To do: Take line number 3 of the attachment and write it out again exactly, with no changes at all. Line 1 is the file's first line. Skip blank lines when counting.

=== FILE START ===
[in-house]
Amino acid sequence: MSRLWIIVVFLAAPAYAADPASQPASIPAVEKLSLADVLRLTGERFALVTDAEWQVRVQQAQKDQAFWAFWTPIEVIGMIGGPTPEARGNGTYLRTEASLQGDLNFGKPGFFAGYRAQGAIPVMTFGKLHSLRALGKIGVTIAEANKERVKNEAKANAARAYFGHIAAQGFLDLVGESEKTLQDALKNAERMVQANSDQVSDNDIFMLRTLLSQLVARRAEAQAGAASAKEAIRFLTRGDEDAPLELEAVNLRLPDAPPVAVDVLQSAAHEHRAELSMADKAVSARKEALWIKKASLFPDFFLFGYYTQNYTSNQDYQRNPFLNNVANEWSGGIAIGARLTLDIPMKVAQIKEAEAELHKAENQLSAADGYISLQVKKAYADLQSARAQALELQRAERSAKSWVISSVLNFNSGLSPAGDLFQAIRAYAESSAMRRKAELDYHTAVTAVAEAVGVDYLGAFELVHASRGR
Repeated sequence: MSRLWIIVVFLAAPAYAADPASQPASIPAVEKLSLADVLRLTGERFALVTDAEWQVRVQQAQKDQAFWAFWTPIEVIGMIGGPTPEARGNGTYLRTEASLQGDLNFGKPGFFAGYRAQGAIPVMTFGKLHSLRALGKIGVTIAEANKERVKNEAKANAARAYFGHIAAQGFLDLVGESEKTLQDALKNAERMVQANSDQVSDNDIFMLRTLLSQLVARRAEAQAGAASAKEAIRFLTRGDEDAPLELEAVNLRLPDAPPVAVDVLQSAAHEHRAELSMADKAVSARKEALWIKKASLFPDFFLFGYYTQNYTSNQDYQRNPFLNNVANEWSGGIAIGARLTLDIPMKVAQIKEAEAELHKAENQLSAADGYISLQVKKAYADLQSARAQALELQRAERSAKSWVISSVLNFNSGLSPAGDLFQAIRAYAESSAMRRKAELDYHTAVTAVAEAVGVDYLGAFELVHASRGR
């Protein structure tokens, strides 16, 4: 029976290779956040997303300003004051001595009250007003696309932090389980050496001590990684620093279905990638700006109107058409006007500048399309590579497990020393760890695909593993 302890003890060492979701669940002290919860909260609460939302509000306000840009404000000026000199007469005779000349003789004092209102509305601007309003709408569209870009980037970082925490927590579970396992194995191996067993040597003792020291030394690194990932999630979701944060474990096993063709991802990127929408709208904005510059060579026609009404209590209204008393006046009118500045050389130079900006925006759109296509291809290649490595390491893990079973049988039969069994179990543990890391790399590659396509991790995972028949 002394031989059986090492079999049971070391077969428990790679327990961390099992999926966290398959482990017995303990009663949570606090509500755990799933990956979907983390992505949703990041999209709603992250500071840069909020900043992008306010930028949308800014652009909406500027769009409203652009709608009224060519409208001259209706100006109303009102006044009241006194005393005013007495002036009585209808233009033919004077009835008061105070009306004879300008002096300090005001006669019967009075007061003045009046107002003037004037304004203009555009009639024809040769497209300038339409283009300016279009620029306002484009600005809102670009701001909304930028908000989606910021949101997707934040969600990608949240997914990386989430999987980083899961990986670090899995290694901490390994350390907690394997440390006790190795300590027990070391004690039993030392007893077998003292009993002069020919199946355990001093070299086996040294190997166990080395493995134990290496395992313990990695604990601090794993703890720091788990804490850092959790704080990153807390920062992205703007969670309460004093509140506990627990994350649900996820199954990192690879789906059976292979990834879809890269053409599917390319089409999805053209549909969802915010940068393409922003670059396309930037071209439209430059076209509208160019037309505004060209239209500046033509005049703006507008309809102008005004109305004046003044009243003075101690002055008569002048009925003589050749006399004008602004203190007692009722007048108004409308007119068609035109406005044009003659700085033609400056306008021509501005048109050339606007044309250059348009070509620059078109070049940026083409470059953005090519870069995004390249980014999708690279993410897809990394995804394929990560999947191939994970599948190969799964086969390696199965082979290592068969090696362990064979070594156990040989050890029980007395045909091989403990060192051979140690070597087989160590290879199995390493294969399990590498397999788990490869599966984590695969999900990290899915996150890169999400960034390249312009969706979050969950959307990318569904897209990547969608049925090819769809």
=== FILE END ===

Repeated sequence: MSRLWIIVVFLAAPAYAADPASQPASIPAVEKLSLADVLRLTGERFALVTDAEWQVRVQQAQKDQAFWAFWTPIEVIGMIGGPTPEARGNGTYLRTEASLQGDLNFGKPGFFAGYRAQGAIPVMTFGKLHSLRALGKIGVTIAEANKERVKNEAKANAARAYFGHIAAQGFLDLVGESEKTLQDALKNAERMVQANSDQVSDNDIFMLRTLLSQLVARRAEAQAGAASAKEAIRFLTRGDEDAPLELEAVNLRLPDAPPVAVDVLQSAAHEHRAELSMADKAVSARKEALWIKKASLFPDFFLFGYYTQNYTSNQDYQRNPFLNNVANEWSGGIAIGARLTLDIPMKVAQIKEAEAELHKAENQLSAADGYISLQVKKAYADLQSARAQALELQRAERSAKSWVISSVLNFNSGLSPAGDLFQAIRAYAESSAMRRKAELDYHTAVTAVAEAVGVDYLGAFELVHASRGR